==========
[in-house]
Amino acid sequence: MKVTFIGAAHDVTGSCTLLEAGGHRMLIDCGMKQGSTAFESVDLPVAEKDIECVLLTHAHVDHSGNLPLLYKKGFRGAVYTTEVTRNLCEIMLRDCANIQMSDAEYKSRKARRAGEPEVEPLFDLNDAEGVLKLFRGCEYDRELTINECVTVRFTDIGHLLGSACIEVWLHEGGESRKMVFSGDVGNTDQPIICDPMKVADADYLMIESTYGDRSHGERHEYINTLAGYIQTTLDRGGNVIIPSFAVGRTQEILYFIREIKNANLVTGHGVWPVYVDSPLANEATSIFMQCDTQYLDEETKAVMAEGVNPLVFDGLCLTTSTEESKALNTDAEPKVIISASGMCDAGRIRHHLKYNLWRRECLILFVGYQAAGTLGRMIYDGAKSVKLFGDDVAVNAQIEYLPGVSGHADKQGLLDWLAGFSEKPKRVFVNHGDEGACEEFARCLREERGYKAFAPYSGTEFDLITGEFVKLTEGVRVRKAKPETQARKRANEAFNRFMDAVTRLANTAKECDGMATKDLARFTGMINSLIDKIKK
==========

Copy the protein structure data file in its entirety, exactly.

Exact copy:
[in-house]
Amino acid sequence: MKVTFIGAAHDVTGSCTLLEAGGHRMLIDCGMKQGSTAFESVDLPVAEKDIECVLLTHAHVDHSGNLPLLYKKGFRGAVYTTEVTRNLCEIMLRDCANIQMSDAEYKSRKARRAGEPEVEPLFDLNDAEGVLKLFRGCEYDRELTINECVTVRFTDIGHLLGSACIEVWLHEGGESRKMVFSGDVGNTDQPIICDPMKVADADYLMIESTYGDRSHGERHEYINTLAGYIQTTLDRGGNVIIPSFAVGRTQEILYFIREIKNANLVTGHGVWPVYVDSPLANEATSIFMQCDTQYLDEETKAVMAEGVNPLVFDGLCLTTSTEESKALNTDAEPKVIISASGMCDAGRIRHHLKYNLWRRECLILFVGYQAAGTLGRMIYDGAKSVKLFGDDVAVNAQIEYLPGVSGHADKQGLLDWLAGFSEKPKRVFVNHGDEGACEEFARCLREERGYKAFAPYSGTEFDLITGEFVKLTEGVRVRKAKPETQARKRANEAFNRFMDAVTRLANTAKECDGMATKDLARFTGMINSLIDKIKK